Also, “the same Torah, given by the same God” excludes some people on the left, not just segments of Chabad.

    But those are extreme cases, and for the most part I’m comfortable joining a minyan with almost anyone who makes a point of having minyans.

  20. SHLOMO:

    i wasn’t even referring to hashkafic bounderies.

    i’ve been to shuls plenty of times where the shatz wasn’t someone i want representing me before god because of his character (nothing to do with hashkafa).

    and many times the shatz even doesn’t know what he is saying as he repreents me. in many cases it is clear either because i know the person or because of where he pauses (and how he sings, if on shabbos/chag). even in a best case scenario i assume as a common denominator that most people have at most a basic understanding of what they are saying.

    finally there is the issue of kavannah, in general and keeping in mind that one is reprsenting the kahal.

    (and yes, then there are the hashkafic issues.)

    personally i think being shatz is a tremendous responsibility. i haven’t done it in years. (i do lein.)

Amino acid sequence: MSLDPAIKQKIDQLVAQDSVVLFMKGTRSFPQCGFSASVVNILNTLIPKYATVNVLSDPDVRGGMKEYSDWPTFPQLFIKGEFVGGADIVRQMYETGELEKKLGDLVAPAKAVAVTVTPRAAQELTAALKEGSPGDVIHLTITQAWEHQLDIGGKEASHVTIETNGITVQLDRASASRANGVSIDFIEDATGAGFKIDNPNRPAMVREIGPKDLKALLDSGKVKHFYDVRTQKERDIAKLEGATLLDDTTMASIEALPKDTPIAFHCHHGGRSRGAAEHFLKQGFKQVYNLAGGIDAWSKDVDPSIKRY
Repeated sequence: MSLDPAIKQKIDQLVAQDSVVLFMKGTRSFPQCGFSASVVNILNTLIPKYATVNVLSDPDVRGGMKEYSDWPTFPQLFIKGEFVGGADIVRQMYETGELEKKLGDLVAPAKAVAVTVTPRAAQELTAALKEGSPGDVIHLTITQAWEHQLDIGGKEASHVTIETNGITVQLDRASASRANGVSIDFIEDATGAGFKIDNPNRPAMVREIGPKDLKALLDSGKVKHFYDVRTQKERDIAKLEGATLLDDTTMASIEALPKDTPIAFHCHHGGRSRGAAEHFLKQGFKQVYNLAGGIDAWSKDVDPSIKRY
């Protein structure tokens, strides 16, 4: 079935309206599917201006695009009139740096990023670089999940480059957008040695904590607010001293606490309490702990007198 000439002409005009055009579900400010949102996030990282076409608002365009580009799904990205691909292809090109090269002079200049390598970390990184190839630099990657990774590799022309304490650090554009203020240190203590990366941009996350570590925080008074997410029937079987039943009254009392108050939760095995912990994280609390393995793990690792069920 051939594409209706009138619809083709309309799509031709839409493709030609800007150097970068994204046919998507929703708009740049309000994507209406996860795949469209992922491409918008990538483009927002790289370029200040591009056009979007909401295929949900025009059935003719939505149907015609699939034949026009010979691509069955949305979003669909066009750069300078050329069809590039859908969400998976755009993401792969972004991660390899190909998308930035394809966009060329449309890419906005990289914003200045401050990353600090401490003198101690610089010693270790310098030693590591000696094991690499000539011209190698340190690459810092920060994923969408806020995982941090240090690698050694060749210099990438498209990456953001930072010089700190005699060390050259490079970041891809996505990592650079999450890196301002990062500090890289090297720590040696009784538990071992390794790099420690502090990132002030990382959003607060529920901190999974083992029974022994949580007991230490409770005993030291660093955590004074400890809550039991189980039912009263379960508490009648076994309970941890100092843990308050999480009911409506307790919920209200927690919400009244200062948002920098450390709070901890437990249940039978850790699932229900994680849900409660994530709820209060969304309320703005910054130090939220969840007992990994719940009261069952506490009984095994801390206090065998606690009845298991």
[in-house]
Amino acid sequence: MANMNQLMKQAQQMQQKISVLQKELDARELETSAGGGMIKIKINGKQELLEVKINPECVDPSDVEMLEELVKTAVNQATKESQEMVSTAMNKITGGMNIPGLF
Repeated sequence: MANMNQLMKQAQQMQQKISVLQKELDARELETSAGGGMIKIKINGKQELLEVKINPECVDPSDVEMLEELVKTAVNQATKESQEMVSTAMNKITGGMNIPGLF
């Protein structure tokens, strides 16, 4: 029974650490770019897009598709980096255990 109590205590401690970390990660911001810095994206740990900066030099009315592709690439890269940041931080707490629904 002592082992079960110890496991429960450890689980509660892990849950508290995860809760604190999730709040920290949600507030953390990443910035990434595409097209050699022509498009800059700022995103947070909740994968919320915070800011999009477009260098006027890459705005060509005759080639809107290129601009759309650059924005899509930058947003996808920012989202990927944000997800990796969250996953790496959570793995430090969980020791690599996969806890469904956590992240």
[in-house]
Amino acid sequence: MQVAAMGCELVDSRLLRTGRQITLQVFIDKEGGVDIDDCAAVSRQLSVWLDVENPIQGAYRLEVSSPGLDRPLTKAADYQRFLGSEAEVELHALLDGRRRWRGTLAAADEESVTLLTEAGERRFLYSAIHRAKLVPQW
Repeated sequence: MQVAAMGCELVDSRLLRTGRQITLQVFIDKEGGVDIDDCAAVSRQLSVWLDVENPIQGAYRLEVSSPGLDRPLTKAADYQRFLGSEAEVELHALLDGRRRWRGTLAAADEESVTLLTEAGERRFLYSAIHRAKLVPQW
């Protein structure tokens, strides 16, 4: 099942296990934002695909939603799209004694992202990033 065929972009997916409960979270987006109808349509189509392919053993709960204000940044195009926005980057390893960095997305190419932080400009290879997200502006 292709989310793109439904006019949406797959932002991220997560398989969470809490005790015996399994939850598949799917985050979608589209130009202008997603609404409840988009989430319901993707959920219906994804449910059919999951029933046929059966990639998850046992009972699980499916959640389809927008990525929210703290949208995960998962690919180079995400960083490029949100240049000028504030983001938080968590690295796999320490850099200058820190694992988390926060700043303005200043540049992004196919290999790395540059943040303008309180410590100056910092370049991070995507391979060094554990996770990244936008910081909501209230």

btw, i do like the way you refer to the minyan as “joining a partnership.” maybe i’m cynical with what i wrote above because i don’t think most people think of like this. (i know i don’t, but maybe now i will.) rather, minyan is something we look for because it’s part of the ritual recipe for davening. similarly, many people rush to the amud because of a chiyuv, etc., nothing to do with wanting to reprsent anyone or complete a partnership.

  21. Gil- then if that is the basis for his opinion, he shouldn’t say that wtg are assur. It isn’t logical to put together a bunch of non-issur “preferences” and then conclude that something is assur. The intellectually honest approach would be to say it is not reccomended or that in his opinion one shouldn’t do it. If one is saying something is assur there should be a basis for it

  22. There is. I actually slightly revised that post in my book after he reviewed it. He believes WTG’s violate bal tigra. There is a difference between staying home on the one hand and going out but actively choosing to forgo a minyan. In WTG’s, women go out to pray, sometimes in a shul building, but choose to go to the group without a minyan. That is a problem even if there is no obligation to pray with a minyan.